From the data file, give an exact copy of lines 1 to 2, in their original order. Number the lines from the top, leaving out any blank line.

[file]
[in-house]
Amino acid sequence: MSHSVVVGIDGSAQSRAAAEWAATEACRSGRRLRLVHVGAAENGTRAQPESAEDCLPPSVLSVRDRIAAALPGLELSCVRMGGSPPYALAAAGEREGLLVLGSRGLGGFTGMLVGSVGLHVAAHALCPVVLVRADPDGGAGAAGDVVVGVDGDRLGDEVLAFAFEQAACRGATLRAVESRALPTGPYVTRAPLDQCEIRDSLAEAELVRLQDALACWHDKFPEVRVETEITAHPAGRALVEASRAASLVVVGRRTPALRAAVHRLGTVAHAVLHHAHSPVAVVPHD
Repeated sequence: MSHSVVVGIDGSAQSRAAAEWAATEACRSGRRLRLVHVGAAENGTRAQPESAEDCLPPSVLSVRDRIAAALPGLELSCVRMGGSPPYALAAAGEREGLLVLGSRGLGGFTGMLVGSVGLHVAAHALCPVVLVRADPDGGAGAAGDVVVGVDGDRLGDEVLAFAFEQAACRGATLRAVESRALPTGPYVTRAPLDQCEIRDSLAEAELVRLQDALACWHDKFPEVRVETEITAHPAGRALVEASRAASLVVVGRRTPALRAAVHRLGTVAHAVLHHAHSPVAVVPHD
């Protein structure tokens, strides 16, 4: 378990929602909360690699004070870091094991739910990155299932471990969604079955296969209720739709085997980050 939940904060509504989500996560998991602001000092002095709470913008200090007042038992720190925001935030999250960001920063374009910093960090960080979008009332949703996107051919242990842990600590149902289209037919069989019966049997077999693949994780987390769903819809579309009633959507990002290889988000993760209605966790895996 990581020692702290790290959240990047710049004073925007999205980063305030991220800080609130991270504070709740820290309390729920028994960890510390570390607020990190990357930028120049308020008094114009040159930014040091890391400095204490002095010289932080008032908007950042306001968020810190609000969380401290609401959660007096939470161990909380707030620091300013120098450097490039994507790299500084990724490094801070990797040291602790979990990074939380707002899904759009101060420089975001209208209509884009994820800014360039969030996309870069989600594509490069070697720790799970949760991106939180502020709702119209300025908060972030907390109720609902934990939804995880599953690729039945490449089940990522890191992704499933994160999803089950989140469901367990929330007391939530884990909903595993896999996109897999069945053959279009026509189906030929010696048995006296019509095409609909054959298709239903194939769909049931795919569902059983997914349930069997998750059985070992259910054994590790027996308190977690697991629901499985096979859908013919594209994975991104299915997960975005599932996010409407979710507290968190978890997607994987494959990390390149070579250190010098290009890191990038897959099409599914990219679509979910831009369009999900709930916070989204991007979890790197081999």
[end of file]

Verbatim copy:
[in-house]
Amino acid sequence: MSHSVVVGIDGSAQSRAAAEWAATEACRSGRRLRLVHVGAAENGTRAQPESAEDCLPPSVLSVRDRIAAALPGLELSCVRMGGSPPYALAAAGEREGLLVLGSRGLGGFTGMLVGSVGLHVAAHALCPVVLVRADPDGGAGAAGDVVVGVDGDRLGDEVLAFAFEQAACRGATLRAVESRALPTGPYVTRAPLDQCEIRDSLAEAELVRLQDALACWHDKFPEVRVETEITAHPAGRALVEASRAASLVVVGRRTPALRAAVHRLGTVAHAVLHHAHSPVAVVPHD